It's debatable if the fiduciary standard is 'higher' than suitability. But the better question might be, who's holding the bar?
March 11--With the possible exception of a few lucky people in casinos, this was quite likely the best $5 anyone in Ohio spent last year.
Roger Polk never would have guessed that at the time, but he figured it was a small sum of money, and, well, you just never know.
Now he knows.
Polk owns half a dozen properties in Wadsworth Township, four of them on Johnson Road between Medina Line Road and Silver Creek. He and his wife live in one, and his son, Alex, lives next door with his fiancee, Laura.
Or at least they did until a couple of Sundays ago.
Laura was just getting out of the shower that evening when she heard a loud noise she describes as a snap. She phoned Alex and said, "You need to come home now! I think our house exploded! I'm scared to leave the bathroom and I can hear water pouring everywhere in the basement!"
Alex drove home, figuring he would have to deal with a broken pipe, which would be inconvenient but not catastrophic.
As he headed down the basement steps of the small, 75-year-old house, he discovered that the overhead light was burned out. But he managed to work his way through the darkness to the main water valve and shut it off.
He replaced the bulb and flipped on the light. Because the new bulb was a CFL, the darkness lifted gradually. When Alex could finally make out his surroundings, he felt like throwing up.
The entire foundation had snapped in half. The west side of the house had dropped two feet into the ground.
When Alex looked to the west, where he would normally see a wall, he had a clear view of his father's house through an 8-inch gap between the top course of block and the wall.
The Polks had been victimized by an abandoned coal mine built in the 1800s.
Most of the folks in that area of Medina County are well-aware of their area's geologic history. Abandoned mines run all over the neighborhood, and you can still see the hollow through which a railroad spur once carried out the coal.
Roger Polk is not exactly a stranger to the area. His great-great-grandfather lived just a charcoal briquette's throw away, on Silver Creek.
But when he bought the now-unlivable house in 2006, "I didn't worry about it. Everybody else built here. You don't think anything about it."
From time to time, a hole would open up back in the woods, some of them large and deep enough to gobble up a deer. Johnson Road occasionally would develop a world-class pothole. But no one had seen anything like this.
Alex and Laura swiftly gathered their essentials and got out of the house. He moved in with his parents and she went to her parents.
They won't be back in the rental house anytime soon.
The Ohio Department of Natural Resources is coming this week to stabilize the house. Once steel I-beams are installed to hold up the living area, holes will be punched into the ground to enable the pumping of grout -- a mixture of fly ash, cement and sand -- down into the mine.
The number of cubic yards required is anyone's guess.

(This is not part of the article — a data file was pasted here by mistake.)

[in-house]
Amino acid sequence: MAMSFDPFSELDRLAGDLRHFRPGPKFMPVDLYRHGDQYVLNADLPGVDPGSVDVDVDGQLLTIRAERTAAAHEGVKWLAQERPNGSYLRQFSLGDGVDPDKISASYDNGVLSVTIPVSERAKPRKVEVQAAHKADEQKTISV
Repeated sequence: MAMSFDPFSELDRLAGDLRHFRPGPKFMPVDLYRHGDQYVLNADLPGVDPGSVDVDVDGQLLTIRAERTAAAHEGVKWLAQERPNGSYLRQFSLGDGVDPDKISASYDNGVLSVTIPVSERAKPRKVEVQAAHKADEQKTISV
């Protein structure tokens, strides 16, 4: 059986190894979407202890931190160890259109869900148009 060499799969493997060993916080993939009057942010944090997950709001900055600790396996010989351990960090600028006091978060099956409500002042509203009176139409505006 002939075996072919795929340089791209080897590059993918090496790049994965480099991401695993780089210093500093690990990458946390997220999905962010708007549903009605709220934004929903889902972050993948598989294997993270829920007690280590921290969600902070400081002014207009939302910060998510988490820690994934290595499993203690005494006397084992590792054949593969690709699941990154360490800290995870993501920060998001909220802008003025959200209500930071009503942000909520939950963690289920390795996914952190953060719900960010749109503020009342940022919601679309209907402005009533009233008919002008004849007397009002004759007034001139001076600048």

"We just pump until it comes up to the surface," says Tom Zechman, an environmental specialist for ODNR in New Philadelphia. "We have no idea where it's going when we start pumping it in."
Zechman says he encounters these types of problems four or five times a year in his jurisdiction, which technically runs from New Philly to Lake Erie but essentially ends in Youngstown. In most cases, however, a house doesn't buckle and drop.
Wadsworth Township is "not one of the worst areas, but the problem is it's one of those unmapped mines," Zechman says.
"A lot of times in the 1860s, people dug them on their own -- a farmer in the wintertime. Nothing to do, so he would get out there and dig."
As you might imagine, those mines were not exactly the epitome of long-term structural health. "There was nothing up above it, no stone to hold the roof or anything," Zechman says.
Meanwhile, Roger Polk has become not only a true believer in mine insurance, but a crusader.
"These mines could be anywhere in Medina County," he says. "For five bucks a year, you need to be part of it. Everybody should be on it."
Although he might sound like an insurance salesman, he's not. He works for the post office and also runs one of the largest concealed-carry training programs in the area.
Mine insurance was not required to stabilize the house. That work is funded by a national tax on coal suppliers and distributed through ODNR. But because the Polks bought the optional Mine Subsidence Insurance for five bucks, a statewide insurer will pay to rebuild the whole house.
That won't happen quickly, even though the process has started.
Says Zechman: "[The insurance company] will put some gauges on it and monitor it for a few months to make sure it's not moving, then come in and do whatever they have to do to repair it."
The maximum payment for MSI claims recently was raised to $300,000, he says.
MSI insurance is mandatory in 26 Ohio counties, including Stark. Eleven other counties offer it as an option, including Summit, Portage and Wayne.
In the days leading up to the collapse, Alex and Laura had some warning signs -- at least in retrospect.
"During a big thaw," says Roger Polk, "they were hearing creaking and moaning. Just like an old house, they thought. Well ..."
Now they know.
Bob Dyer can be reached at 330-996-3580 or firstname.lastname@example.org.
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